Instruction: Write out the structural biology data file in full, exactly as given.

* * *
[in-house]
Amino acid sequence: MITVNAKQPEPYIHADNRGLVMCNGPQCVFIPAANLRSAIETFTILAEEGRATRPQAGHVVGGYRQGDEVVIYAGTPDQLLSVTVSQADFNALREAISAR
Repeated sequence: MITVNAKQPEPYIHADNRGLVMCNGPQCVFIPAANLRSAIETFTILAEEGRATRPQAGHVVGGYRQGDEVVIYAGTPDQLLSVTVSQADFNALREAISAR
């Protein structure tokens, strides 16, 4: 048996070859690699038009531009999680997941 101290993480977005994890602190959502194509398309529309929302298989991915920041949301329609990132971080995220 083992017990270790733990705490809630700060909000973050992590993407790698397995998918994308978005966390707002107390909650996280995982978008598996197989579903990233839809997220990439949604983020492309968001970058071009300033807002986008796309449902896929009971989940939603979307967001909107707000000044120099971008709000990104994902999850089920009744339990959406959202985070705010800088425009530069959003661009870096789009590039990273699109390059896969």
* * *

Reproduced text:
[in-house]
Amino acid sequence: MITVNAKQPEPYIHADNRGLVMCNGPQCVFIPAANLRSAIETFTILAEEGRATRPQAGHVVGGYRQGDEVVIYAGTPDQLLSVTVSQADFNALREAISAR
Repeated sequence: MITVNAKQPEPYIHADNRGLVMCNGPQCVFIPAANLRSAIETFTILAEEGRATRPQAGHVVGGYRQGDEVVIYAGTPDQLLSVTVSQADFNALREAISAR
């Protein structure tokens, strides 16, 4: 048996070859690699038009531009999680997941 101290993480977005994890602190959502194509398309529309929302298989991915920041949301329609990132971080995220 083992017990270790733990705490809630700060909000973050992590993407790698397995998918994308978005966390707002107390909650996280995982978008598996197989579903990233839809997220990439949604983020492309968001970058071009300033807002986008796309449902896929009971989940939603979307967001909107707000000044120099971008709000990104994902999850089920009744339990959406959202985070705010800088425009530069959003661009870096789009590039990273699109390059896969």